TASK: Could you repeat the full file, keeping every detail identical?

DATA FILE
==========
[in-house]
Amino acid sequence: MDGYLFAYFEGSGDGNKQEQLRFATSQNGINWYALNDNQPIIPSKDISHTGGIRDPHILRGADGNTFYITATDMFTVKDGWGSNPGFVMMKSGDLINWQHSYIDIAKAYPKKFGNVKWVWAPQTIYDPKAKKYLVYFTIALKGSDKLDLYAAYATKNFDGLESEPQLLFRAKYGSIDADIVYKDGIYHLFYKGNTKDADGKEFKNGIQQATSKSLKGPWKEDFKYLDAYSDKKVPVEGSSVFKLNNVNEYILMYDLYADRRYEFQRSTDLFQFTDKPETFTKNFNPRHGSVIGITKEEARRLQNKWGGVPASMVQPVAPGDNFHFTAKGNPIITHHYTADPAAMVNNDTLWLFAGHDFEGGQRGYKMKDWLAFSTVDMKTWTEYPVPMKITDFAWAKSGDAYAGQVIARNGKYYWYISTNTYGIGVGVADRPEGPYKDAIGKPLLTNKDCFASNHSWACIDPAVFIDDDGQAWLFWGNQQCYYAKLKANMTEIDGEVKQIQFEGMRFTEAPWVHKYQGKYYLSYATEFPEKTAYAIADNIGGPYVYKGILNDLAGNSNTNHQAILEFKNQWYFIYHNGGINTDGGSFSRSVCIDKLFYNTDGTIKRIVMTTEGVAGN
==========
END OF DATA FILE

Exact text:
[in-house]
Amino acid sequence: MDGYLFAYFEGSGDGNKQEQLRFATSQNGINWYALNDNQPIIPSKDISHTGGIRDPHILRGADGNTFYITATDMFTVKDGWGSNPGFVMMKSGDLINWQHSYIDIAKAYPKKFGNVKWVWAPQTIYDPKAKKYLVYFTIALKGSDKLDLYAAYATKNFDGLESEPQLLFRAKYGSIDADIVYKDGIYHLFYKGNTKDADGKEFKNGIQQATSKSLKGPWKEDFKYLDAYSDKKVPVEGSSVFKLNNVNEYILMYDLYADRRYEFQRSTDLFQFTDKPETFTKNFNPRHGSVIGITKEEARRLQNKWGGVPASMVQPVAPGDNFHFTAKGNPIITHHYTADPAAMVNNDTLWLFAGHDFEGGQRGYKMKDWLAFSTVDMKTWTEYPVPMKITDFAWAKSGDAYAGQVIARNGKYYWYISTNTYGIGVGVADRPEGPYKDAIGKPLLTNKDCFASNHSWACIDPAVFIDDDGQAWLFWGNQQCYYAKLKANMTEIDGEVKQIQFEGMRFTEAPWVHKYQGKYYLSYATEFPEKTAYAIADNIGGPYVYKGILNDLAGNSNTNHQAILEFKNQWYFIYHNGGINTDGGSFSRSVCIDKLFYNTDGTIKRIVMTTEGVAGN